Three Things To Note About Nominal Damages

A court may award you nominal damages if you haven't suffered substantial injuries or losses that deserve monetary compensation. The court may do this just to recognize your injuries or losses. As such, you may only be awarded insignificant money as compensation, even one or two dollars. Here are three important things you should know about nominal damages:

It Must Be Preceded By another Form of Damage

The court cannot award punitive damages as the only damages in a lawsuit; other damages must be awarded first. These other damages include compensatory and nominal damages. In fact, this is one of the significances of nominal damages, which are awarded by courts to recognize that the defendant caused you harm.

For example, if the defendant breached a contract, but you cannot quantify the loss or injury, the court may award you nominal damages in the tune of an insignificant amount of money. However, the award opens up the way for you to seek punitive damages.

The Defendant's Act Must Be More Than Negligent

You don't deserve to be awarded punitive damages just because the defendant caused you harm. If his or her actions were negligent, then you may get other forms of damages, such as compensatory, but he or she may not be punished. However, if his or her actions were intentional or malicious, then your chances of getting punitive damages skyrocket.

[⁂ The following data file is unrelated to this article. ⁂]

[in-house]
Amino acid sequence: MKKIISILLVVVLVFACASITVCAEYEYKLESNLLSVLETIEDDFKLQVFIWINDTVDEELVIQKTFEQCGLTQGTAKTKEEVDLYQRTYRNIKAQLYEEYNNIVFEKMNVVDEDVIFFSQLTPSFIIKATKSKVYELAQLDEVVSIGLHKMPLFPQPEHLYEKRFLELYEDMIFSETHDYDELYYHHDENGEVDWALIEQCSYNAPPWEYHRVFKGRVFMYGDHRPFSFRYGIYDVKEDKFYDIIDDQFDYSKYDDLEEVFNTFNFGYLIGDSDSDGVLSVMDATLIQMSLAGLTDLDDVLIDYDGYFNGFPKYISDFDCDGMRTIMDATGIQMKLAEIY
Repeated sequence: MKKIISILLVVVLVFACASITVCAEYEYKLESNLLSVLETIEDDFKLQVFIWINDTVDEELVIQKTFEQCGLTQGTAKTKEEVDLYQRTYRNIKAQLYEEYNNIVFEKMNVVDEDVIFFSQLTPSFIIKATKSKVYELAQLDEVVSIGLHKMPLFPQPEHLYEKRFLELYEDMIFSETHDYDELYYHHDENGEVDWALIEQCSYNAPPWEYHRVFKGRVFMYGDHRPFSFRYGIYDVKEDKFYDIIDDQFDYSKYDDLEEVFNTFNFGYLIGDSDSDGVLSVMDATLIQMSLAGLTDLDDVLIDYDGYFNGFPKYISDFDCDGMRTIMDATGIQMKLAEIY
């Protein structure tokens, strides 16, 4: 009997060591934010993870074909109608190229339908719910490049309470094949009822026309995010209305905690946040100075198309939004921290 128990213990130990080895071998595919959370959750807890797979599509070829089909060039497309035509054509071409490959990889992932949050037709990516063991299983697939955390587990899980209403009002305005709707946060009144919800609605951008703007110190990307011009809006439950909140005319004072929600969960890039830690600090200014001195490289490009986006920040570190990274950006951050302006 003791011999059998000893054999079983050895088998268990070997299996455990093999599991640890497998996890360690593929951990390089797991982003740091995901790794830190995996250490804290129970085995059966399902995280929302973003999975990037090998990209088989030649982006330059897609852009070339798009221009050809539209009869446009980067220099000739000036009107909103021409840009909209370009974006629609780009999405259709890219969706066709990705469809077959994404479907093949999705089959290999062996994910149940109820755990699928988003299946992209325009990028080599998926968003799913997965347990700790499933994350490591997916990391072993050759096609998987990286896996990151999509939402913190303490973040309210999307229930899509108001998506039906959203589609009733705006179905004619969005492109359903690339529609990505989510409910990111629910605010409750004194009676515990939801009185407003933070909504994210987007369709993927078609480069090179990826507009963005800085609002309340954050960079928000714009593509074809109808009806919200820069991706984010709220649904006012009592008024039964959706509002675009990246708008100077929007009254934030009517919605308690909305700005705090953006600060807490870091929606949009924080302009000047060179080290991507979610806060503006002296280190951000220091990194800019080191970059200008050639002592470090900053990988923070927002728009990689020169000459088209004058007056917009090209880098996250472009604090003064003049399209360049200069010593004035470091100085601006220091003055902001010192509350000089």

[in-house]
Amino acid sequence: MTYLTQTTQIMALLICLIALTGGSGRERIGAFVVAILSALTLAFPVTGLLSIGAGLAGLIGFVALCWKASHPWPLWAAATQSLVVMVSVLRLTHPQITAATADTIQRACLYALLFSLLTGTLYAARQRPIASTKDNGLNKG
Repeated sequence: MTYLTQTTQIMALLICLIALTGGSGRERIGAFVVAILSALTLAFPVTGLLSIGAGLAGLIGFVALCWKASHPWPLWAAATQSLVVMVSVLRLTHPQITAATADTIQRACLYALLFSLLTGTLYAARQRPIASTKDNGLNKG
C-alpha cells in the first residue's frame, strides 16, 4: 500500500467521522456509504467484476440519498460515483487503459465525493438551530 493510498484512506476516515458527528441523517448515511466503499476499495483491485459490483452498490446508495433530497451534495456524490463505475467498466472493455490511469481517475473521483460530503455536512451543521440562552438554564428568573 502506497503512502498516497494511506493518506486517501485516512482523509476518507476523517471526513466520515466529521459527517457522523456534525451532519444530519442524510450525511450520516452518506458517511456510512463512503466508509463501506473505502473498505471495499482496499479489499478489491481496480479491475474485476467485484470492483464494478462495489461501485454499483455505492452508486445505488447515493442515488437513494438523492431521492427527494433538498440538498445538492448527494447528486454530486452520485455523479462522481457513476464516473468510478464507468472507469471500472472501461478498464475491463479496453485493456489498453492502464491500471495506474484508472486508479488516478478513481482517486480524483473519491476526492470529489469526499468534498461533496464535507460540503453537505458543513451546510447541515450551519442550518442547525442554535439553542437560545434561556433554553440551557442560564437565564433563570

Consider an example in which a farmer signs a contract to supply you with oranges. After harvesting the oranges, he or she sells them to another businessperson instead. This can be malicious, intentional or both, which means you may be awarded punitive damages. However, if he or she fails to supply you with the oranges because freak weather damaged the crop, then he or she may not be punished.

It Must Be Relatively Proportional to the Damage

Lastly, you should know that nominal damages will be proportional to the actual damages for which you sued. Therefore, if your losses were high, then you may expect a high amount of punitive damages, and vice versa. This is because the award amount should be enough to punish the defendant and deter him or her from similar actions in the future. Lower (in comparison to actual damages) punitive damages may not achieve this objective.

Note that you still need to win the case before being awarded nominal damages. For example, if you are involved in a breach of contract lawsuit, you have to prove that the defendant breached a legally binding contract.

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